JIM LARRANAGA: Coming into the game, we have a great deal of respect for Gregg Marshall and his program at Wichita State. They're a tremendous defensive team, and we challenged our guys to play great defense today. We are very, very capable, and I thought the way we played defense to start the game was unbelievable. It got us off to a great start, but of course they are a terrific team, and they made a great run at us, eventually took the lead. But these guys have great heart, and they really pulled together down the stretch, made some huge plays. Davon's block followed by the three-pointer, Sheldon's lob dunk from Angel on the dead run, and then Angel's three-pointer and the free throws he made down the stretch, just a tremendous team effort.
But I expect an awful lot from these guys. They're very smart and dedicated student-athletes. Angel and Sheldon have already graduated from college. Davon is a superior student and on our dean's list. They're not only great athletes, but they're very, very smart individuals.
Q. Angel, you were in the zone there, just being fearless in the first half taking the ball to them. Why did that happen so much in the first half?
ANGEL RODRIGUEZ: I just think the scene, it's a lot on the line. As a team, obviously, everybody wants to advance, and I just felt good. I told Ivan in the warmups, I was like, man, today I just feel different. I had a really good -- really good energy about the team, not about me -- and I just seemed to come out on fire.
You know, throughout the game, I just -- I feel like a lot of it is getting caught up on me -- but there was a lot of big time plays that a lot of guys made that are kind of going to go unnoticed because of my performance.
Q. Angel, you touched on this yesterday, but there was a lot of talk about Wichita State being under-respected with their seeding and all that. Do you feel the Miami basketball program is not appreciated as much, do you think? Do you think you're overlooked sometimes?
ANGEL RODRIGUEZ: You've been with us for the whole year. I'm pretty sure you feel the same way as us. I think definitely. I think obviously they respect us, but they seemed to find a flaw in our team no matter what. But the great thing about it is we've kept our composure, and we play for each other. We don't -- as I said yesterday, we don't play to prove people wrong, we play to prove ourselves right.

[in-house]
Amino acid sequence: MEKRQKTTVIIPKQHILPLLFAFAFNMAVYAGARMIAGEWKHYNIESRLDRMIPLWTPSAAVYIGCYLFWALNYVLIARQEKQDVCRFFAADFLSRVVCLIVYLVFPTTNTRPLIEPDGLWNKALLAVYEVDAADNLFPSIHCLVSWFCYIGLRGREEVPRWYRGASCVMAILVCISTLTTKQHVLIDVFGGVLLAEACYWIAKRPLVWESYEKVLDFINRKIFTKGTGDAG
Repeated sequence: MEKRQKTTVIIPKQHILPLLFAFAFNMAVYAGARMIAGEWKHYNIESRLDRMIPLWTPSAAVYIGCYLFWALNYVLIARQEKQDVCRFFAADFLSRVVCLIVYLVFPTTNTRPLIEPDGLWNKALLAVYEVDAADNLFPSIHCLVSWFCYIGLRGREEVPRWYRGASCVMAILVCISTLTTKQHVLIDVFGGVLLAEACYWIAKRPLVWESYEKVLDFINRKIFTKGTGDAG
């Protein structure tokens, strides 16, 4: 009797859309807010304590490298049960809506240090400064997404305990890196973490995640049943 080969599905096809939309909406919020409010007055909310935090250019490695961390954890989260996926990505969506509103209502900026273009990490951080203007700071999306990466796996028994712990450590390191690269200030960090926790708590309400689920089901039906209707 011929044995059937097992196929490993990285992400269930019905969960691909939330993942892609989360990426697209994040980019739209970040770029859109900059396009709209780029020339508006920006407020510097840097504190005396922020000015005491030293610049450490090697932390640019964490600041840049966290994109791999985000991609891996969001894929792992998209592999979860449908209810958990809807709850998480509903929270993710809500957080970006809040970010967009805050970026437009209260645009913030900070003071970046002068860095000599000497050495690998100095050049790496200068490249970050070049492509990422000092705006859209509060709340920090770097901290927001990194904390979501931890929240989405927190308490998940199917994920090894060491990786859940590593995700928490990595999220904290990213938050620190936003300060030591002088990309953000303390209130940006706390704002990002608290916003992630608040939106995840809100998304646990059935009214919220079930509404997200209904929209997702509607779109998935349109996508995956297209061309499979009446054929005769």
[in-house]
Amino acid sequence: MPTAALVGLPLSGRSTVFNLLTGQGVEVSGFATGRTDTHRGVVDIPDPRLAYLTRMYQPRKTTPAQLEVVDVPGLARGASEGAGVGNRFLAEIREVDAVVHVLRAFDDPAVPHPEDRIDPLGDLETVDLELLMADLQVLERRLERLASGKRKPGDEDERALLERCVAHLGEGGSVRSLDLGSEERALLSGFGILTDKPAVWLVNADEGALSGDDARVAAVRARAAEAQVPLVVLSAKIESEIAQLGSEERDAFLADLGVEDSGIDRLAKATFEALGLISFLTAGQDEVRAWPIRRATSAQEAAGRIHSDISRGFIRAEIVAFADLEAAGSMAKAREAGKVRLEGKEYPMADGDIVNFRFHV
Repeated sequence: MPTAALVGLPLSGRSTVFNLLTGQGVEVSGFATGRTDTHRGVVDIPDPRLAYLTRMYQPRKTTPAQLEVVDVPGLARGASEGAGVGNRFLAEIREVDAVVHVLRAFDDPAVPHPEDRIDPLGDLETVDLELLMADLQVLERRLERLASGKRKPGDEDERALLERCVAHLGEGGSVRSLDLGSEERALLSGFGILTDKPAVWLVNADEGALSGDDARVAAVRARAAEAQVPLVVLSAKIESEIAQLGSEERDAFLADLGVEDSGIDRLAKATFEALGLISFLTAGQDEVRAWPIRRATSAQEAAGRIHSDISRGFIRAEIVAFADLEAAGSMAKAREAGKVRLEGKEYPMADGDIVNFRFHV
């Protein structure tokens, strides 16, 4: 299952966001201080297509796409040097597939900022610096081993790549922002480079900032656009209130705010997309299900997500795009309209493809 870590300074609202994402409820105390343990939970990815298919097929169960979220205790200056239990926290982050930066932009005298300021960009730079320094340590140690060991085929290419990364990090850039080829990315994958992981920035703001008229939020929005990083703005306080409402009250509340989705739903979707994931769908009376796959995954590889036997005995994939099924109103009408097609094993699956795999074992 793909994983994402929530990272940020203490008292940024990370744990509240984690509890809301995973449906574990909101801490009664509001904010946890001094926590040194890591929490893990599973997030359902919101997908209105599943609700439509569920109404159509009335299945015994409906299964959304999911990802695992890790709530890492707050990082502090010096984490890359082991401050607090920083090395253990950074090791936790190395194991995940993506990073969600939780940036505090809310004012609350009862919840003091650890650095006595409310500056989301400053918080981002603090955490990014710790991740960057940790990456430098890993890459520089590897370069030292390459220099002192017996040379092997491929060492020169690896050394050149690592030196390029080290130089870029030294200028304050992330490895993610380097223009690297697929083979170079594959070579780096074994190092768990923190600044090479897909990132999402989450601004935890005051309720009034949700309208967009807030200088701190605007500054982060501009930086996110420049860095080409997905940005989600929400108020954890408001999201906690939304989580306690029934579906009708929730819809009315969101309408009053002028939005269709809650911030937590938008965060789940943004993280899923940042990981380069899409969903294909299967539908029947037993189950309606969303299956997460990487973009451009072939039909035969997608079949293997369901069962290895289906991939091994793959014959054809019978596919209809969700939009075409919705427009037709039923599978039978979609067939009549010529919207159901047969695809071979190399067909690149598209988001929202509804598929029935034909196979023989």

Q. Angel, I believe you were on the bench redshirting last time this team was in the Sweet 16, and you made the move obviously from Kansas State to get here. How does it feel to kind of put the team on your back and deliver this program into the Sweet 16?
ANGEL RODRIGUEZ: I was actually in Kansas State -- well, yeah. I was home, disappointed, after a loss against La Salle, after the team made it to the Sweet 16. But it feels great to just advance to the Sweet 16. But, honestly, the way I'm feeling right now is just that gave me a lot more fuel than what I had, and I know the team feels the same way, to just achieve more.
It's a great accomplishment, but the motivation is even higher now.
Q. Sheldon, they take the lead, the only one that they had in the game, and I could see on the next possession you started running before you hit half court and looking for that alley-oop. Can you just tell me, going through your mind there, did you realize how big a play that was in the game?
SHELDON MCCLELLAN: I think it was a very big play. Whenever Angel has the ball, I'm always relocating and trying to find space where I can get open and be effective as far as being aggressive. But we've done those plays so many times, it's not a surprise to our team and our program. We're used to doing that on the court, but it was definitely a big play for us to get some momentum.
Q. Davon, can you talk about -- Coach talked a little bit about the defense at the beginning of the game. The Shockers are known for their defense, and you guys really smothered them at the beginning. Can you talk about the defensive mindset at the start of the game?
DAVON REED: Well, I think their defensive strength is punching teams in the mouth and getting off to great starts defensively. And tonight we wanted to come out and hit them in the mouth first and be scrappy with them and make sure we gave them a good defensive set.